Body of Proof
THE SOURCE: “Post-Mortem Imaging as an Alternative to Autopsy in the Diagnosis of Adult Deaths: A Validation Study” by Ian S. D. Roberts, Rachel E. Benamore, Emyr W. Benbow, Stephen H. Lee, Jonathan N. Harris, Alan Jackson, Susan Mallett, Tufail Patankar, Charles Peebles, Carl Roobottom, and Zoe C. Traill, in The Lancet, Nov. 22, 2011 (online).
Americans seem to love television dramas revolving around the work of medical examiners, but in the real world, pressure has been mounting for medicine to develop an alternative to autopsies. Grieving families shocked by the unexpected death of a loved one are often reluctant to consent to the grim procedure, and Jews and Muslims object on religious grounds. (Autopsies are most often performed in cases where the cause of death may have been unnatural.) A study by British medical scientists suggests that imaging technologies can establish an accurate cause of death in many cases, sharply reducing the number of autopsies that need to be performed.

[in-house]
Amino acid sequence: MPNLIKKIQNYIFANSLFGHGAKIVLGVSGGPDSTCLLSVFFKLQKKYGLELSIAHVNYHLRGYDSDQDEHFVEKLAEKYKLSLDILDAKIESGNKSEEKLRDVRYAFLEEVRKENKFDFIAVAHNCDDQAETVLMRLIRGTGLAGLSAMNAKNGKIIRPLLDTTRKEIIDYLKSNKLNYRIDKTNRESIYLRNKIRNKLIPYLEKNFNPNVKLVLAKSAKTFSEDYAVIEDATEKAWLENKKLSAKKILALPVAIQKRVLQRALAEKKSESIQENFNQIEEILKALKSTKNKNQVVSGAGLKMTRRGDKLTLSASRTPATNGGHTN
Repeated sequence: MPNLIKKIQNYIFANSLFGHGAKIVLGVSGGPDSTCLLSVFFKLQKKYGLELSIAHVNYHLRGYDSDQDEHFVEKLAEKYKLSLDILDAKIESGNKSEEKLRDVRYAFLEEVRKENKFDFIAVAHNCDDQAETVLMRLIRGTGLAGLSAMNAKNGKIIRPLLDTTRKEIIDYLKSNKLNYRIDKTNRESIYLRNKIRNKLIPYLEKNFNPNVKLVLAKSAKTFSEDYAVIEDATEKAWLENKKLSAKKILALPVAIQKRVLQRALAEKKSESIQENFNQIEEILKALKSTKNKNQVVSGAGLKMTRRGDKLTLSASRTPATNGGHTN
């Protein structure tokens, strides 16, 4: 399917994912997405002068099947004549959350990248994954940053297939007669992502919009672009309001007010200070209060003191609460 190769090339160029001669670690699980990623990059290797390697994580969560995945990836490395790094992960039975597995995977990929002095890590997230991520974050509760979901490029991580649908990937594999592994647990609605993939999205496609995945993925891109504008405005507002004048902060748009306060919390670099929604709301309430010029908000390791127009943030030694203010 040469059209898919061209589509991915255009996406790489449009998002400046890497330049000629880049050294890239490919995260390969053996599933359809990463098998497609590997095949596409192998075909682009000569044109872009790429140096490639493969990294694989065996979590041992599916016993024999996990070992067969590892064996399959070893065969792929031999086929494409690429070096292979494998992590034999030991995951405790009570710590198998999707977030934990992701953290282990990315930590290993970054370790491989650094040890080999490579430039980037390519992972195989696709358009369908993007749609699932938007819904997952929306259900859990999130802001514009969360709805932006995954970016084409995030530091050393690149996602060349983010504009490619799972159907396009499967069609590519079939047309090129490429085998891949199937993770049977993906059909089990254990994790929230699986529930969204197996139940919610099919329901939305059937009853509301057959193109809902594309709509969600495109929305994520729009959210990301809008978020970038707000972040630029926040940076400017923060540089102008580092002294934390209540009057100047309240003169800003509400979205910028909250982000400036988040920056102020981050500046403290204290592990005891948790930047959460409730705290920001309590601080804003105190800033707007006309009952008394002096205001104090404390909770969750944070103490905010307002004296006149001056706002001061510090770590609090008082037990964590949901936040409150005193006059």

To read the rest of this article, please consider becoming a WQ subscriber, which allows online access to the current WQ issue as well as archive content. Other access options are below.
Research, browse, and discover more than 35 years of articles, essays, and reviews by preeminent scholars and writers. Our searchable archive of back issues is free for WQ subscribers.